Although neither of us grew up watching Gilmore Girls back in the early 2000s, we’ve still become hardcore fans of the series, proving our dedication by waiting in line for a Luke’s coffee cup sleeve and planning our own Friday night dinner-themed parties. But, being two intersectional millennial feminists (say that three times fast, Lorelai) we often find ourselves talking about how a lot of the humor and storylines simply would not fly today. So when Netflix announced a Gilmore Girls revival, we were both excited and wary. While we wait (im)patiently for the new episodes to air November 25, here are some ways we think the revival could reach its full intersectional feminist potential.
Better Representation of Characters of Color
While there were a couple characters of color in the series, they were left playing the sidekick, most notably in the character of Lane Kim, Rory’s best friend. When we first saw the show, we were so excited to have a Korean family be on such a popular series, but ended up being disappointed with how her character, as well as her “tiger mom” Mrs. Kim, developed. Instead of being relatable, they were tired and played out – with Lane ending up with a dud for a husband and children she wasn’t planning for. Here’s hoping that Lane is now doing something awesome like managing a record label and being the boss woman of color we know she is.
Better – or Literally Any – LGBTQ Representation
There are no characters who openly identify as LGBTQ in the show, and to be quite frank, the show is pretty rampant with homophobia and transphobia. There are occasional references to queer people, like when a student at Stars Hollow Elementary bring up that he has two moms, but other than that – nada. However, it’s clear that we’re supposed to read one character as gay – good old Michel, the testy concierge of the Dragonfly Inn. His sexuality is never confirmed or discussed, but sadly in the 2000s this could pass as queer representation. But it’s been 10 years since Gilmore Girls aired its final episode, and a lot has changed for the LGBTQ community in that time. There are more queer and trans characters on TV than ever, and the revival could be a chance to give real representation of a queer person. Whether we find out Michel has a long-term boyfriend, or perhaps that GiGi (Rory’s half-sister) has come out as gender-nonconforming, there a a few opportunities to show representations of the LGBTQ community in Stars Hollow, and we hope they’ve worked that in.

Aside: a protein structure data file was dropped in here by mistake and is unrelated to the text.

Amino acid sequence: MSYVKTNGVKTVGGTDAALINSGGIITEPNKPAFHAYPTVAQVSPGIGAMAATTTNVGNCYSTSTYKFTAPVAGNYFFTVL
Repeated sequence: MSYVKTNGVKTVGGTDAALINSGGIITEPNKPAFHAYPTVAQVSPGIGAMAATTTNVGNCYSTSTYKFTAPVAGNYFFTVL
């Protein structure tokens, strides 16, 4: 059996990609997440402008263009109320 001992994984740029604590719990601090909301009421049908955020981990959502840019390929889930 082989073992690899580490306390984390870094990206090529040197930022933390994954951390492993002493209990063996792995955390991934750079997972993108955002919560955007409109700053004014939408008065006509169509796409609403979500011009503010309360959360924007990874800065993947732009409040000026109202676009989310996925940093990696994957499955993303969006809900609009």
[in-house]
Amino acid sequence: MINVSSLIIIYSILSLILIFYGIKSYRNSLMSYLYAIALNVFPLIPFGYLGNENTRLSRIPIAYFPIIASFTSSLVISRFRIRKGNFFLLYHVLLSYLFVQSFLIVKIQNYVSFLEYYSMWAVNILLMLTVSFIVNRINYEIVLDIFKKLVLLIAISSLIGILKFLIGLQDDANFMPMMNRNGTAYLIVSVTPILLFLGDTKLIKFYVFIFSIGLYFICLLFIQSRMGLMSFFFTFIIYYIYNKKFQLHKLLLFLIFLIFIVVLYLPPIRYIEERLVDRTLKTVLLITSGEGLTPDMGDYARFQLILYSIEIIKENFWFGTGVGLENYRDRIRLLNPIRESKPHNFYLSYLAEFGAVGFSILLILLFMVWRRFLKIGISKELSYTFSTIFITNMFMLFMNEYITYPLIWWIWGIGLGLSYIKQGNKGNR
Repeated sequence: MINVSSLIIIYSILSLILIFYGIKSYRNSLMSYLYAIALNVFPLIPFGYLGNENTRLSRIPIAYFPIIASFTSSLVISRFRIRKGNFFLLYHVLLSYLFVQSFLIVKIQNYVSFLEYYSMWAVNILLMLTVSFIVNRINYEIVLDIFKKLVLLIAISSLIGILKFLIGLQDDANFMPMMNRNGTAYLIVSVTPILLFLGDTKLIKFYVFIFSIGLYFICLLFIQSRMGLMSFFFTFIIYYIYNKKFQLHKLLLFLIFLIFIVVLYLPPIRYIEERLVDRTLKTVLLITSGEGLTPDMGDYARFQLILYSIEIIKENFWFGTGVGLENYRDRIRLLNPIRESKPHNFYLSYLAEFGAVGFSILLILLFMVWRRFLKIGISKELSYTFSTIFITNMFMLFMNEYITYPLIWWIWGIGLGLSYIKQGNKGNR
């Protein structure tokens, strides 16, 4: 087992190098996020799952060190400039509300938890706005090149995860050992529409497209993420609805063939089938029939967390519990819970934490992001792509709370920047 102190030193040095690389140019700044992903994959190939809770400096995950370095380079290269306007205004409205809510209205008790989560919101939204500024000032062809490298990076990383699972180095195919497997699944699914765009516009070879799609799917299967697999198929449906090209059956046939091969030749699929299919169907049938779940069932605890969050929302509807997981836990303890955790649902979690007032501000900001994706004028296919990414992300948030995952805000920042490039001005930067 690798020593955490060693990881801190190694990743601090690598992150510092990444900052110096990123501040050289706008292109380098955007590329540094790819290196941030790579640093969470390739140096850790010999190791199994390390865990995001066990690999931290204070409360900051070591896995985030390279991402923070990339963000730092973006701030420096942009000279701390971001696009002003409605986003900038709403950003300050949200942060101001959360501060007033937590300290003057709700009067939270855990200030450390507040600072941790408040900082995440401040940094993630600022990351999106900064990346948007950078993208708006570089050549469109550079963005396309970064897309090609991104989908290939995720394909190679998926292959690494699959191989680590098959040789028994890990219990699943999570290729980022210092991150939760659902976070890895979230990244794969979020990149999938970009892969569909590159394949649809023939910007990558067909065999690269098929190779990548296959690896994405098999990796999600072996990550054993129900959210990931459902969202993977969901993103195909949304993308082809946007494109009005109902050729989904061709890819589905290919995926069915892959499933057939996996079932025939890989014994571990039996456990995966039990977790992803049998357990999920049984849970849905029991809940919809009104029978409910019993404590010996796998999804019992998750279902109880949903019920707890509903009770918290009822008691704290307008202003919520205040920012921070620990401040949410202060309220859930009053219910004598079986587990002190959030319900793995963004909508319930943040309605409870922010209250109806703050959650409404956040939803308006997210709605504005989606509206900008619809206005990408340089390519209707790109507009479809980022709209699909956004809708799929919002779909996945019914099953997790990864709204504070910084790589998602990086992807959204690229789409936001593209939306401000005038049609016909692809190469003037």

Rory’s Love Life
Is it #TeamDean, #TeamJess, or #TeamLogan (or #TeamMarty!)? Even Gilmore Girls creator Amy Sherman-Palladino is tired of people obsessing over Rory’s romantic prospects. Let’s spell it out: Dean was controlling, Jess was absent, and Logan was manipulative. All really not great boyfriend material, and one of the major drags of the show – that Rory seemed to go with guys who didn’t match up to her potential. Though we know Rory’s many beaus will make an appearance in the revival, we hope that in spite of them, Rory has had a full career and life outside of her so-so romantic interests. And that if she is partnered up with one of her past boyfriends, that they’ve turned into someone worthy of her.
Proud and Loud Feminists
Though it’s sort of implied that Lorelai and Rory are feminists, they have their moments of weird gender stereotyping. (Who wants to do a round-up of all the times they said “Of course I ______, I’m a girl!”?) We would love to see them pull a Beyonce and proclaim themselves as feminists – and of course acknowledge what all of us as feminists should: we aren’t perfect, but we want our feminism to be intersectional and inclusive, and we’re going to work to make sure it is.
Despite their shortcomings, we still love those fast-talking Lorelais – so while we eagerly refresh our Netflix queues on Friday, aided by our giant cups of coffee and serving trays full of take-out containers, we hope they’ve taken their time off to reflect, improve, and give us a show we can truly love and be thankful for this holiday.